“Most people have been recog­nised as refugees, yet while they have been told there are pro­cesses to re­set­tle­ment, the cri­te­ria are un­clear. People try to learn the ‘rules’ of the sys­tem but the rules keep chang­ing. They re­alise it is im­pos­si­ble to help them­selves.”

Sayma [also not her real name] is 19, the el­dest of four sib­lings now liv­ing with their par­ents in Amer­ica. She is a Ro­hingya refugee, born in Myan­mar (Burma). She spent five years on Christ­mas Island and Nauru and says the in­for­ma­tion her fam­ily was given about their fu­ture was con­tra­dic­tory and con­fus­ing. “It was a po­lit­i­cal game,” she says. “We pa­tiently waited a year, a second year, a third, a fourth. On Christ­mas Island they told us only people who go to Nauru will be pro­cessed by Aus­tralia and ac­cepted. On Nauru we heard we would never be ac­cepted by Aus­tralia, even af­ter we had been ac­knowl­edged as refugees. Then we were told if we don’t ac­cept to go to the USA, we will stay on Nauru for 20 years.”

Af­ter roughly two years in the camp, Stella’s ap­pli­ca­tion for refugee sta­tus was ac­cepted and she was re­leased into the com­mu­nity. She was pro­vided with a small “house made from metal” which was as hot as the tents, but here at least there was a rudi­men­tary kitchen and she could cook for her chil­dren.

Yet Stella’s or­deal was not over. Her youngest, her only son, who was seven at the time, fell ill. “There was pus and blood com­ing from his ears,” she re­calls, and the doc­tor on the island ad­vised that she take him to a spe­cial­ist in Port Moresby. But there was a prob­lem. “They told me that I could not take the other chil­dren with me, and I wasn’t pre­pared to leave them be­hind.”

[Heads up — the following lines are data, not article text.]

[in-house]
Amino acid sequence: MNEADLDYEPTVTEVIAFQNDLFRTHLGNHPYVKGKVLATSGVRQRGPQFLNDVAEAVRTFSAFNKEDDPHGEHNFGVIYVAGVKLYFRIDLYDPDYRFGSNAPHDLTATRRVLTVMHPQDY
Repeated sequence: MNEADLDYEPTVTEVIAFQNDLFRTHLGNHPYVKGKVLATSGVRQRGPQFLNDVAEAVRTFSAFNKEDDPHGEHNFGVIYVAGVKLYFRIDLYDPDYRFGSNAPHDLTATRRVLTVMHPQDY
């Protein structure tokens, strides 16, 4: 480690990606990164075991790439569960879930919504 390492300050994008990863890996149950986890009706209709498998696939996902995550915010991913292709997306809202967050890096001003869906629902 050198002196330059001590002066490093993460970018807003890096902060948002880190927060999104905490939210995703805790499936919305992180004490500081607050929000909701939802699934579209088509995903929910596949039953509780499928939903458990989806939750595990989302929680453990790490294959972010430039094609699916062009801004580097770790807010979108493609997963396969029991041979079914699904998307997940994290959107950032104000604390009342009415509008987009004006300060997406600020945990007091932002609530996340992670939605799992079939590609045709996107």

By then, Stella’s older daugh­ters were 14 and 16 and, she says, “there was a sit­u­a­tion where men in Nauru would in­ter­fere with young girls.

I did not fear the guards or my fel­low in­mates but I was fright­ened of the men of Nauru. I had wit­nessed in­ci­dents where they had done bad things to women and I feared for my daugh­ters.” Stella’s tiny metal house had no locks.

MSF found that 23 per cent of their refugee and asy­lum seeker pa­tients had experienced vi­o­lence on Nauru, and Louise sup­ports that claim.

“Very high rates of sex­ual as­sault have gone on there,” she says gravely. “I’ve heard some ghastly ex­pe­ri­ences of women liv­ing in the com­mu­nity. Their hous­ing is un­safe. It can’t be locked up. I was speak­ing to one woman on the phone who said, ‘I’m sorry, I’m go­ing to have to hang up now be­cause the men are com­ing to rape me.’ It is hideous. I spoke to her af­ter­wards and she sur­vived that, but it was a reg­u­lar ex­pe­ri­ence for her ... There have been re­ports like that on the pub­lic record, so gov­ern­ment was aware of it. You think, what are we do­ing, sub­ject­ing people to these sorts of ex­pe­ri­ences?”

There were other dan­gers in the com­mu­nity, too. “When we walked on the streets, the people of Nauru would beat us, pull our hair, take away our phones and so on,” Stella says. “If we com­plained to the po­lice, we would be ig­nored.”

The only school avail­able, af­ter

Save the Chil­dren (who ran an Aus­tralian-cur­ricu­lum school there un­til 2015) was sent pack­ing, was a lo­cal Nau­ruan one, and many of the refugee chil­dren re­fused to at­tend, com­plain­ing of bul­ly­ing. “Of­ten they would come home from school cry­ing,” says Stella.

To­day, Stella’s two youngest (aged 11 and nine) at­tend Amer­i­can pub­lic schools and are do­ing well. The two el­dest, who are 18 and 19, like Stella, work long hours in min­i­mum-wage jobs (which pay as lit­tle as $7.25 an hour) to keep the fam­ily afloat. As part of the “refugee swap”, each fam­ily has to re­pay the cost of its trans­fer from Nauru, so Stella ar­rived in Amer­ica with a sub­stan­tial debt. Sayma is the only mem­ber of her fam­ily who has been able to find work and is work­ing two imin­i­mum-wage jobs back to back, start­ing each day at 6am and fin­ish­ing af­ter 11 at night. With­out the help of Aus­tralian ex­pat char­ity, Ads-Up, their tran­si­tions would have been even more dif­fi­cult.

“I was hop­ing we’d all have a bright fu­ture,” Stella says, “but the el­der chil­dren missed out on four years of ed­u­ca­tion, so I think they’ll spend the rest of their lives work­ing the way

we do now. The younger ones, though, I be­lieve they will have good lives.”

She is re­lieved to have found a per­ma­nent home and ea­ger to share her story if it will help oth­ers es­cape in­def­i­nite de­ten­tion.